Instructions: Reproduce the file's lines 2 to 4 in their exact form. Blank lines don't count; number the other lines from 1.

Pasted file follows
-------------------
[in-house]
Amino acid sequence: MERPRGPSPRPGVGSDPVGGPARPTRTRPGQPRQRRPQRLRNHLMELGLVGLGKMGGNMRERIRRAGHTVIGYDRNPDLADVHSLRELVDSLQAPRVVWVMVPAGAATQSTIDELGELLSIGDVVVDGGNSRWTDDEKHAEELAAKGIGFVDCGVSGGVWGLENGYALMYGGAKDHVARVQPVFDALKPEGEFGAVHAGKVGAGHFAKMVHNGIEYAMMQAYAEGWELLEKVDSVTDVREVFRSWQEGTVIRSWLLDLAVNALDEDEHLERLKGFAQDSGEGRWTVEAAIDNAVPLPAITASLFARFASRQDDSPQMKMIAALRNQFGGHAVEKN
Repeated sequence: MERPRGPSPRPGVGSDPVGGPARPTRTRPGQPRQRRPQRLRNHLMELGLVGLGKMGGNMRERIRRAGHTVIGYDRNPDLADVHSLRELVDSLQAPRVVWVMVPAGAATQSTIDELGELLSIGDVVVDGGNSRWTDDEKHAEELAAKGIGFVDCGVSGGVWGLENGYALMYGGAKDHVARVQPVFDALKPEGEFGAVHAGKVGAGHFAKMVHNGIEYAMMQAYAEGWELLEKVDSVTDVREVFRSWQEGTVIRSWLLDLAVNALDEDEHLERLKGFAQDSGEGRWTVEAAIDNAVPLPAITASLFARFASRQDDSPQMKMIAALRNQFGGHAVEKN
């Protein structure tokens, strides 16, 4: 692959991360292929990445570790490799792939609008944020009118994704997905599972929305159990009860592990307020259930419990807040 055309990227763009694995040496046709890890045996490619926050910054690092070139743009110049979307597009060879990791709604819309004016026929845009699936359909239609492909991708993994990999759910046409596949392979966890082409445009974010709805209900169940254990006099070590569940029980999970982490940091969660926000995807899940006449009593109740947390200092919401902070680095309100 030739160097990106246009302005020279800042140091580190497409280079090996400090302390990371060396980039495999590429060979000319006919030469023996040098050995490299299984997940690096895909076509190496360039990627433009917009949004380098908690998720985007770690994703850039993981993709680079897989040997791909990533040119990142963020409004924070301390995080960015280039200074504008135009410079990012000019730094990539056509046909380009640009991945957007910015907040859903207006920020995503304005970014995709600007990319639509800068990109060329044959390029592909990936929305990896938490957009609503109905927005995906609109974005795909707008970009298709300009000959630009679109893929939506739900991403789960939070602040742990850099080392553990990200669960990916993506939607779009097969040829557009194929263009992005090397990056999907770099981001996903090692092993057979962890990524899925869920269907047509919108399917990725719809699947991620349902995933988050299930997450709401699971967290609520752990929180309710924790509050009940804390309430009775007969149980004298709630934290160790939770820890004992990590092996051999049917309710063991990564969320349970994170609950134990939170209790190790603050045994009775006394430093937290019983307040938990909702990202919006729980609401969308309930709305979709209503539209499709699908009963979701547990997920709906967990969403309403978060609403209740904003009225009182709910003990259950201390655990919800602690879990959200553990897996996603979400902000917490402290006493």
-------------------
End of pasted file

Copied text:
Amino acid sequence: MERPRGPSPRPGVGSDPVGGPARPTRTRPGQPRQRRPQRLRNHLMELGLVGLGKMGGNMRERIRRAGHTVIGYDRNPDLADVHSLRELVDSLQAPRVVWVMVPAGAATQSTIDELGELLSIGDVVVDGGNSRWTDDEKHAEELAAKGIGFVDCGVSGGVWGLENGYALMYGGAKDHVARVQPVFDALKPEGEFGAVHAGKVGAGHFAKMVHNGIEYAMMQAYAEGWELLEKVDSVTDVREVFRSWQEGTVIRSWLLDLAVNALDEDEHLERLKGFAQDSGEGRWTVEAAIDNAVPLPAITASLFARFASRQDDSPQMKMIAALRNQFGGHAVEKN
Repeated sequence: MERPRGPSPRPGVGSDPVGGPARPTRTRPGQPRQRRPQRLRNHLMELGLVGLGKMGGNMRERIRRAGHTVIGYDRNPDLADVHSLRELVDSLQAPRVVWVMVPAGAATQSTIDELGELLSIGDVVVDGGNSRWTDDEKHAEELAAKGIGFVDCGVSGGVWGLENGYALMYGGAKDHVARVQPVFDALKPEGEFGAVHAGKVGAGHFAKMVHNGIEYAMMQAYAEGWELLEKVDSVTDVREVFRSWQEGTVIRSWLLDLAVNALDEDEHLERLKGFAQDSGEGRWTVEAAIDNAVPLPAITASLFARFASRQDDSPQMKMIAALRNQFGGHAVEKN
């Protein structure tokens, strides 16, 4: 692959991360292929990445570790490799792939609008944020009118994704997905599972929305159990009860592990307020259930419990807040 055309990227763009694995040496046709890890045996490619926050910054690092070139743009110049979307597009060879990791709604819309004016026929845009699936359909239609492909991708993994990999759910046409596949392979966890082409445009974010709805209900169940254990006099070590569940029980999970982490940091969660926000995807899940006449009593109740947390200092919401902070680095309100 030739160097990106246009302005020279800042140091580190497409280079090996400090302390990371060396980039495999590429060979000319006919030469023996040098050995490299299984997940690096895909076509190496360039990627433009917009949004380098908690998720985007770690994703850039993981993709680079897989040997791909990533040119990142963020409004924070301390995080960015280039200074504008135009410079990012000019730094990539056509046909380009640009991945957007910015907040859903207006920020995503304005970014995709600007990319639509800068990109060329044959390029592909990936929305990896938490957009609503109905927005995906609109974005795909707008970009298709300009000959630009679109893929939506739900991403789960939070602040742990850099080392553990990200669960990916993506939607779009097969040829557009194929263009992005090397990056999907770099981001996903090692092993057979962890990524899925869920269907047509919108399917990725719809699947991620349902995933988050299930997450709401699971967290609520752990929180309710924790509050009940804390309430009775007969149980004298709630934290160790939770820890004992990590092996051999049917309710063991990564969320349970994170609950134990939170209790190790603050045994009775006394430093937290019983307040938990909702990202919006729980609401969308309930709305979709209503539209499709699908009963979701547990997920709906967990969403309403978060609403209740904003009225009182709910003990259950201390655990919800602690879990959200553990897996996603979400902000917490402290006493």